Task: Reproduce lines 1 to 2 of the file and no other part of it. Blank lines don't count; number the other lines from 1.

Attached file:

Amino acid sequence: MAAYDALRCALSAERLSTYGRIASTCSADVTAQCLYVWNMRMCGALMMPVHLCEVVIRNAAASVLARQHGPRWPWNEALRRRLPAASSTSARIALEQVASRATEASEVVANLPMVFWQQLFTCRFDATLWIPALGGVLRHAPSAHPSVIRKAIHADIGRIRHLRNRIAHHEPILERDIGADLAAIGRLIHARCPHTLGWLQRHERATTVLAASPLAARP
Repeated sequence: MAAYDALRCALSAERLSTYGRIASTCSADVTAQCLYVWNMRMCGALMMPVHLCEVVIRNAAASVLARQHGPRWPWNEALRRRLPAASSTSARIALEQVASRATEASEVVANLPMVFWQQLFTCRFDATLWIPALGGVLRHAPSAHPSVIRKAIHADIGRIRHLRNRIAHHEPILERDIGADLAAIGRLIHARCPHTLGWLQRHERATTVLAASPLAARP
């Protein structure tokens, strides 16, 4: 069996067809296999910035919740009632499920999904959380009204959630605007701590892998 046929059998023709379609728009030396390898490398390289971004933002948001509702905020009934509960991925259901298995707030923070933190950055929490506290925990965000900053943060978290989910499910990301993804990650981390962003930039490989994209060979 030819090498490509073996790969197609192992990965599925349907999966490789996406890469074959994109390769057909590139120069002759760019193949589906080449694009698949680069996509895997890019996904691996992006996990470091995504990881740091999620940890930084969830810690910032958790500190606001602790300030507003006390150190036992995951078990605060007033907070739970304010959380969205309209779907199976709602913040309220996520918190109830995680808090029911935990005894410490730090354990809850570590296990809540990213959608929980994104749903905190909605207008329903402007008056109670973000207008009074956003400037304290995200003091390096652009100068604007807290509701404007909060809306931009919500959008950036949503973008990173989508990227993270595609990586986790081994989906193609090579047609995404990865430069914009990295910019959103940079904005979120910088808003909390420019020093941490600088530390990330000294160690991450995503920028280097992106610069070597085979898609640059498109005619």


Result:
Amino acid sequence: MAAYDALRCALSAERLSTYGRIASTCSADVTAQCLYVWNMRMCGALMMPVHLCEVVIRNAAASVLARQHGPRWPWNEALRRRLPAASSTSARIALEQVASRATEASEVVANLPMVFWQQLFTCRFDATLWIPALGGVLRHAPSAHPSVIRKAIHADIGRIRHLRNRIAHHEPILERDIGADLAAIGRLIHARCPHTLGWLQRHERATTVLAASPLAARP
Repeated sequence: MAAYDALRCALSAERLSTYGRIASTCSADVTAQCLYVWNMRMCGALMMPVHLCEVVIRNAAASVLARQHGPRWPWNEALRRRLPAASSTSARIALEQVASRATEASEVVANLPMVFWQQLFTCRFDATLWIPALGGVLRHAPSAHPSVIRKAIHADIGRIRHLRNRIAHHEPILERDIGADLAAIGRLIHARCPHTLGWLQRHERATTVLAASPLAARP